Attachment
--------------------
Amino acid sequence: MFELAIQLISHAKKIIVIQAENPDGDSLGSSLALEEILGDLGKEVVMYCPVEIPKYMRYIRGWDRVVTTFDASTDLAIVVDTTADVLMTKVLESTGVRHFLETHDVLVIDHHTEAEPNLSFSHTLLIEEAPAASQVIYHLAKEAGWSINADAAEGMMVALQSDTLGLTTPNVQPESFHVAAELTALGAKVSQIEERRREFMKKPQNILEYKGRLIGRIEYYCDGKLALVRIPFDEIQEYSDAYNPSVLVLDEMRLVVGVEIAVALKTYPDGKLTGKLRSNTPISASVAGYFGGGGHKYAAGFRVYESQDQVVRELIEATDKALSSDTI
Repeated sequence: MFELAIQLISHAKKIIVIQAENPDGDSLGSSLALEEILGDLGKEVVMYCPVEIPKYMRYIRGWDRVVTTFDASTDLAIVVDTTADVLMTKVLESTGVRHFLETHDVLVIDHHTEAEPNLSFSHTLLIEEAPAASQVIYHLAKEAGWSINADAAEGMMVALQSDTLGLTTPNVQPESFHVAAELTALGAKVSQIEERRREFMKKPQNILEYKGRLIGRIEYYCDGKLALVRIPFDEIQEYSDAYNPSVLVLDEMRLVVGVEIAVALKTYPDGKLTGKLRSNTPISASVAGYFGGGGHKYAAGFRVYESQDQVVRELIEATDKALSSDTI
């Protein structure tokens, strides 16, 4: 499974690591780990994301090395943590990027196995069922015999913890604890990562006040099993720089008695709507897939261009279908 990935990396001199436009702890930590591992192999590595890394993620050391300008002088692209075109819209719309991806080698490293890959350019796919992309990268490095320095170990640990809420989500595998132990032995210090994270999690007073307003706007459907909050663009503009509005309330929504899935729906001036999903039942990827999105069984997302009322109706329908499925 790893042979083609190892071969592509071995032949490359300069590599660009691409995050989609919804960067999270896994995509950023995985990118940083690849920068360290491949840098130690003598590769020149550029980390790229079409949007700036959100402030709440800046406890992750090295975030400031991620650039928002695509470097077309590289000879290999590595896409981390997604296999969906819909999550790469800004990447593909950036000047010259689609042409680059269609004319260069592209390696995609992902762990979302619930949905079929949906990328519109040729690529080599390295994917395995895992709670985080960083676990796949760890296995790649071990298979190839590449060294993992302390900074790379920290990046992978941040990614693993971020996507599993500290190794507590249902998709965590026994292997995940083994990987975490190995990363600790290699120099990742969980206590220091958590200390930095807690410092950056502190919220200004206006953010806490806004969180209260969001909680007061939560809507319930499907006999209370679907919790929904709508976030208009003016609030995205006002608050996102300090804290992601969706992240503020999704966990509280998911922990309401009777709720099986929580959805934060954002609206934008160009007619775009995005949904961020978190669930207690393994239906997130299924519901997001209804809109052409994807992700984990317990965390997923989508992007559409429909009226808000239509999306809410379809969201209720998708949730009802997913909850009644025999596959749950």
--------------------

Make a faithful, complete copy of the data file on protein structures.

Amino acid sequence: MFELAIQLISHAKKIIVIQAENPDGDSLGSSLALEEILGDLGKEVVMYCPVEIPKYMRYIRGWDRVVTTFDASTDLAIVVDTTADVLMTKVLESTGVRHFLETHDVLVIDHHTEAEPNLSFSHTLLIEEAPAASQVIYHLAKEAGWSINADAAEGMMVALQSDTLGLTTPNVQPESFHVAAELTALGAKVSQIEERRREFMKKPQNILEYKGRLIGRIEYYCDGKLALVRIPFDEIQEYSDAYNPSVLVLDEMRLVVGVEIAVALKTYPDGKLTGKLRSNTPISASVAGYFGGGGHKYAAGFRVYESQDQVVRELIEATDKALSSDTI
Repeated sequence: MFELAIQLISHAKKIIVIQAENPDGDSLGSSLALEEILGDLGKEVVMYCPVEIPKYMRYIRGWDRVVTTFDASTDLAIVVDTTADVLMTKVLESTGVRHFLETHDVLVIDHHTEAEPNLSFSHTLLIEEAPAASQVIYHLAKEAGWSINADAAEGMMVALQSDTLGLTTPNVQPESFHVAAELTALGAKVSQIEERRREFMKKPQNILEYKGRLIGRIEYYCDGKLALVRIPFDEIQEYSDAYNPSVLVLDEMRLVVGVEIAVALKTYPDGKLTGKLRSNTPISASVAGYFGGGGHKYAAGFRVYESQDQVVRELIEATDKALSSDTI
């Protein structure tokens, strides 16, 4: 499974690591780990994301090395943590990027196995069922015999913890604890990562006040099993720089008695709507897939261009279908 990935990396001199436009702890930590591992192999590595890394993620050391300008002088692209075109819209719309991806080698490293890959350019796919992309990268490095320095170990640990809420989500595998132990032995210090994270999690007073307003706007459907909050663009503009509005309330929504899935729906001036999903039942990827999105069984997302009322109706329908499925 790893042979083609190892071969592509071995032949490359300069590599660009691409995050989609919804960067999270896994995509950023995985990118940083690849920068360290491949840098130690003598590769020149550029980390790229079409949007700036959100402030709440800046406890992750090295975030400031991620650039928002695509470097077309590289000879290999590595896409981390997604296999969906819909999550790469800004990447593909950036000047010259689609042409680059269609004319260069592209390696995609992902762990979302619930949905079929949906990328519109040729690529080599390295994917395995895992709670985080960083676990796949760890296995790649071990298979190839590449060294993992302390900074790379920290990046992978941040990614693993971020996507599993500290190794507590249902998709965590026994292997995940083994990987975490190995990363600790290699120099990742969980206590220091958590200390930095807690410092950056502190919220200004206006953010806490806004969180209260969001909680007061939560809507319930499907006999209370679907919790929904709508976030208009003016609030995205006002608050996102300090804290992601969706992240503020999704966990509280998911922990309401009777709720099986929580959805934060954002609206934008160009007619775009995005949904961020978190669930207690393994239906997130299924519901997001209804809109052409994807992700984990317990965390997923989508992007559409429909009226808000239509999306809410379809969201209720998708949730009802997913909850009644025999596959749950």